The hydrodynamics of three different shark heads: Eusphyra blochii (Winghead shark), Carcharhinus acronotus (Blacknose shark) and Sphyrna tiburo (Bonnethead shark) were investigated. Force transducer measurement was used to explore how the cephalofoil (wing-shaped head) affects maneuverability and efficiency. As the dynamic behavior of maneuvering wings differs from that of the steady state motion, experiments have been conducted to simulate: (1) steady-state (no yaw motion) constant velocity swimming, (2) constant forward velocity with yawing motion of the head, and (3) turning maneuvers. Different range of velocities, angle of attack, yaw frequency and yaw amplitude were tested.
Drag and lift coefficients were calculated and compared. The lift coefficient of Winghead shark is much higher compared to the other sharks. The lift-to-drag ratio showed that the Winghead shark has a hydrodynamic advantage compared to Blacknose shark and Bonnethead shark.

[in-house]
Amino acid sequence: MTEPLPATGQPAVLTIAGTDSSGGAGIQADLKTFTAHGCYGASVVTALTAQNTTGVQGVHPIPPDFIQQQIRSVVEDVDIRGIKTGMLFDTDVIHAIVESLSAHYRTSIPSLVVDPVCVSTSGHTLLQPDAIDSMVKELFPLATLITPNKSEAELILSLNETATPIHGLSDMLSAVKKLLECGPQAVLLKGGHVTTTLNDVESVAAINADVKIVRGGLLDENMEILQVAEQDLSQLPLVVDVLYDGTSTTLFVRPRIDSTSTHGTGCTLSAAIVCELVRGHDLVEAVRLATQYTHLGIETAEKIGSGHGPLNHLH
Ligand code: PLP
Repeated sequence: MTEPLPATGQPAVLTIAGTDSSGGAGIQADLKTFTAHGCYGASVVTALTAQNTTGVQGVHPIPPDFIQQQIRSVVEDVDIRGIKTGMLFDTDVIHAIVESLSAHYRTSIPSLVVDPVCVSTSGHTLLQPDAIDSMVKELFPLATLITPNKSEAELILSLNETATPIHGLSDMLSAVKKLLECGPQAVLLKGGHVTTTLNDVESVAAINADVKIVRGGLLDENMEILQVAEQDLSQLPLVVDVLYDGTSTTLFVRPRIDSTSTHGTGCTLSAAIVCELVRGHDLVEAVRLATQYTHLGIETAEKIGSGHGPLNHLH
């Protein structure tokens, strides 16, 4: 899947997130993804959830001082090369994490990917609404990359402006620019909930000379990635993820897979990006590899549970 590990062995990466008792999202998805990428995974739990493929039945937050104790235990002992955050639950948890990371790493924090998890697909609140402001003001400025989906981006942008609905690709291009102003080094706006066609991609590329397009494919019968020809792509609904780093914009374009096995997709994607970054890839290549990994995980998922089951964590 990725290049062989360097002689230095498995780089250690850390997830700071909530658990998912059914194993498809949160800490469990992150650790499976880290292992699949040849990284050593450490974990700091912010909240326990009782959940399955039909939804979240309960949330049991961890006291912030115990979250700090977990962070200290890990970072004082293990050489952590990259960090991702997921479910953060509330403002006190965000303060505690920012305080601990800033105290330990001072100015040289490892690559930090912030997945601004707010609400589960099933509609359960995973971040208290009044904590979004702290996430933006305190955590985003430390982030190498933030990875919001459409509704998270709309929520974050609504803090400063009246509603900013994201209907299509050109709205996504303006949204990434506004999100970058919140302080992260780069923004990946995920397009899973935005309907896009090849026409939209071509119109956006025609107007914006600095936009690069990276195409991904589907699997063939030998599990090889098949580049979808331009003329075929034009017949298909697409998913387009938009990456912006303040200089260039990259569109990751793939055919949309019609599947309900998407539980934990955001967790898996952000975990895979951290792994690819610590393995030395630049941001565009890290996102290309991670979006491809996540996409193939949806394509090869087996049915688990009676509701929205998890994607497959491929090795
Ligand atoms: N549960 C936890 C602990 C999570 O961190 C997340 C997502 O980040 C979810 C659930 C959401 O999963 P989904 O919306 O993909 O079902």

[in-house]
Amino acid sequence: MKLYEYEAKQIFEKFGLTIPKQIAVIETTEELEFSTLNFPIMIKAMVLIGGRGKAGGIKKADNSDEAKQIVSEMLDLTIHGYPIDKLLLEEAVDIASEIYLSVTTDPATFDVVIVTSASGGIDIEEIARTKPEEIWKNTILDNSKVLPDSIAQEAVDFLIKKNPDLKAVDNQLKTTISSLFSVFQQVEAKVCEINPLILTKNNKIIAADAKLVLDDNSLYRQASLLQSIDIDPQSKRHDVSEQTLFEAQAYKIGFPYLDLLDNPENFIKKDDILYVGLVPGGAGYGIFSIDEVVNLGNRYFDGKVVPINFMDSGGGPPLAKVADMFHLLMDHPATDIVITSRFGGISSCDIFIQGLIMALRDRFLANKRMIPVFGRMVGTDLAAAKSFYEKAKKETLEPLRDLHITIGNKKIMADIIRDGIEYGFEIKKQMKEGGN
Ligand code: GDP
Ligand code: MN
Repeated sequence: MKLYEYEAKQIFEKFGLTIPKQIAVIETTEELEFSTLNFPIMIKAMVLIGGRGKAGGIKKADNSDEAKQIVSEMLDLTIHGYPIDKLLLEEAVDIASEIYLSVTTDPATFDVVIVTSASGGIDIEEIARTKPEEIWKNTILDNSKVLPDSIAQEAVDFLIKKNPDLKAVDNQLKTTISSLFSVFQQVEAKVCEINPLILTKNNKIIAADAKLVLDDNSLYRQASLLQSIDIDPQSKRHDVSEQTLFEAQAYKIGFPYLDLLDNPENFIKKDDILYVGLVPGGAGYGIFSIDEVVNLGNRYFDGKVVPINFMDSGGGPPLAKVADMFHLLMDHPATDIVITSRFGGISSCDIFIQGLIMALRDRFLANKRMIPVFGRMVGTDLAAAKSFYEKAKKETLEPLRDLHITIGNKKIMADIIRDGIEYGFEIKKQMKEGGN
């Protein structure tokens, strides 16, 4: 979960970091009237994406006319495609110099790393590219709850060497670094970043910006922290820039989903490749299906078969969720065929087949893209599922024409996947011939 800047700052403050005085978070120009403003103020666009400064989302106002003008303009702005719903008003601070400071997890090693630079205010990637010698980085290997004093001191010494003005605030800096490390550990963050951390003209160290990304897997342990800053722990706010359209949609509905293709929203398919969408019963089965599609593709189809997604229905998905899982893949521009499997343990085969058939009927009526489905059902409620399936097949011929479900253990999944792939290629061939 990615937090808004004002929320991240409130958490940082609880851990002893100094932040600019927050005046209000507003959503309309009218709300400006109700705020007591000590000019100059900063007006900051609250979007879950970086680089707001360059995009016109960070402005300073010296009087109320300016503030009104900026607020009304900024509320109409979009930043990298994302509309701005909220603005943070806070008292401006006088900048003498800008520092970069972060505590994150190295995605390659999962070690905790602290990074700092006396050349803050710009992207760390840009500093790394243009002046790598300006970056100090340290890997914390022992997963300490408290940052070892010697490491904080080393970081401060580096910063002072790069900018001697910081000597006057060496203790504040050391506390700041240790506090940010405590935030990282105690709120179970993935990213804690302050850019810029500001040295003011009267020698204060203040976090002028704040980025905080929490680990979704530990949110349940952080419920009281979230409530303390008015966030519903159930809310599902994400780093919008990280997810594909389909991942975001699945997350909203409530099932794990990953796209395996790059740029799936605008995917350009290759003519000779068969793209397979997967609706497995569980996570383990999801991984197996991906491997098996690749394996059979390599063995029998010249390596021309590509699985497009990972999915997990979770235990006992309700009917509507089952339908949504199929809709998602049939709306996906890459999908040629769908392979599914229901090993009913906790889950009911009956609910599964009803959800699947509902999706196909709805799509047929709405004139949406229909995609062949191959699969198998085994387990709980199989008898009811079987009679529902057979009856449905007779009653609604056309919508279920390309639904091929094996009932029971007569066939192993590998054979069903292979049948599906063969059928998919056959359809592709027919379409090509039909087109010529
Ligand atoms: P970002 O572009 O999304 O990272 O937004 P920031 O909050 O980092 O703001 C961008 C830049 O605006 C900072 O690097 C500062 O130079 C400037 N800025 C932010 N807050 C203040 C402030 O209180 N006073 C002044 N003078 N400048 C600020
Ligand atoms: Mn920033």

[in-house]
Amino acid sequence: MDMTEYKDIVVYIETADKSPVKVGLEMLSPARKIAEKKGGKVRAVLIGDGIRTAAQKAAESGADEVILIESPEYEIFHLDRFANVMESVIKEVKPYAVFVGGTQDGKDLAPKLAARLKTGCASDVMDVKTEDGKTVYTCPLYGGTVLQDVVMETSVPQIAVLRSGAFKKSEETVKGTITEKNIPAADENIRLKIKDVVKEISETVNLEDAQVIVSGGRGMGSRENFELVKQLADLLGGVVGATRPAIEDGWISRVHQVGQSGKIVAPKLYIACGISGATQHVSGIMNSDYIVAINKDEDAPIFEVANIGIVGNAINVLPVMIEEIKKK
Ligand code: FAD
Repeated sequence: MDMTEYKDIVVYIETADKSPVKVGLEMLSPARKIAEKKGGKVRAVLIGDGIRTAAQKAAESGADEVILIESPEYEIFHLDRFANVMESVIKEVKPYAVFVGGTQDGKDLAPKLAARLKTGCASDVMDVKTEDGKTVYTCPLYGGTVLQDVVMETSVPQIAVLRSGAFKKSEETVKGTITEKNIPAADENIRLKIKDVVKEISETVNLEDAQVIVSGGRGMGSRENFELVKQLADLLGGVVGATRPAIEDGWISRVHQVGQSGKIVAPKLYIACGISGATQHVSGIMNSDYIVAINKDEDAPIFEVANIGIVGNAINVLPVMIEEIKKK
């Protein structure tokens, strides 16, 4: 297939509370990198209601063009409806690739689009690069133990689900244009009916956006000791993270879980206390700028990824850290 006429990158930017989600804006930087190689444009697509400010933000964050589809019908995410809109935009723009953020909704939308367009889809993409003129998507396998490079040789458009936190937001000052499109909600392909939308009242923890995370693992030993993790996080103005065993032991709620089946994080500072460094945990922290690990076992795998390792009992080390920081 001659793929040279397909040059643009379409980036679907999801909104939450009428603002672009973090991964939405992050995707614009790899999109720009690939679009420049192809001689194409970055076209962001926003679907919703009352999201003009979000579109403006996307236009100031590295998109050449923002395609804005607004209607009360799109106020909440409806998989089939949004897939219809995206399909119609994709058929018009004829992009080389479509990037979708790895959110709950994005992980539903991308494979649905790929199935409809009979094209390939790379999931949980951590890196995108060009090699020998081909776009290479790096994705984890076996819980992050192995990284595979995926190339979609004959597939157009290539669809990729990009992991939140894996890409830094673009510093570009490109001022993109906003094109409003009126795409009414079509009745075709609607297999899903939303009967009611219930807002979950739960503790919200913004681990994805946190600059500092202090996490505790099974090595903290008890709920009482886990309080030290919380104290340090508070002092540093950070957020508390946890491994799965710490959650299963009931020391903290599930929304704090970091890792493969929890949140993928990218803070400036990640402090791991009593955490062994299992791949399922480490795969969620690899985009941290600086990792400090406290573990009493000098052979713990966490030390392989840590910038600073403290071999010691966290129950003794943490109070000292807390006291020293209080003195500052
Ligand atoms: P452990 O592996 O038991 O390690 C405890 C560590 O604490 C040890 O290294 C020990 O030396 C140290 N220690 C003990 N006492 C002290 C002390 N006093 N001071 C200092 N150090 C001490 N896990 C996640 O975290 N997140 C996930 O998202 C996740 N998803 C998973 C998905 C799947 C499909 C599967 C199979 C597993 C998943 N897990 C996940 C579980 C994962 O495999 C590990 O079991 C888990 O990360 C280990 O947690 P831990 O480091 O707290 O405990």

|Advisor:||Ell, Kerl von|
|School:||Florida Atlantic University|
|School Location:||United States -- Florida|
|Source:||MAI 48/03M, Masters Abstracts International|
|Subjects:||Evolution and Development, Ocean engineering|
Copyright in each Dissertation and Thesis is retained by the author. All Rights Reserved
The supplemental file or files you are about to download were provided to ProQuest by the author as part of a
dissertation or thesis. The supplemental files are provided "AS IS" without warranty. ProQuest is not responsible for the
content, format or impact on the supplemental file(s) on our system. in some cases, the file type may be unknown or
may be a .exe file. We recommend caution as you open such files.
Copyright of the original materials contained in the supplemental file is retained by the author and your access to the
supplemental files is subject to the ProQuest Terms and Conditions of use.
Depending on the size of the file(s) you are downloading, the system may take some time to download them. Please be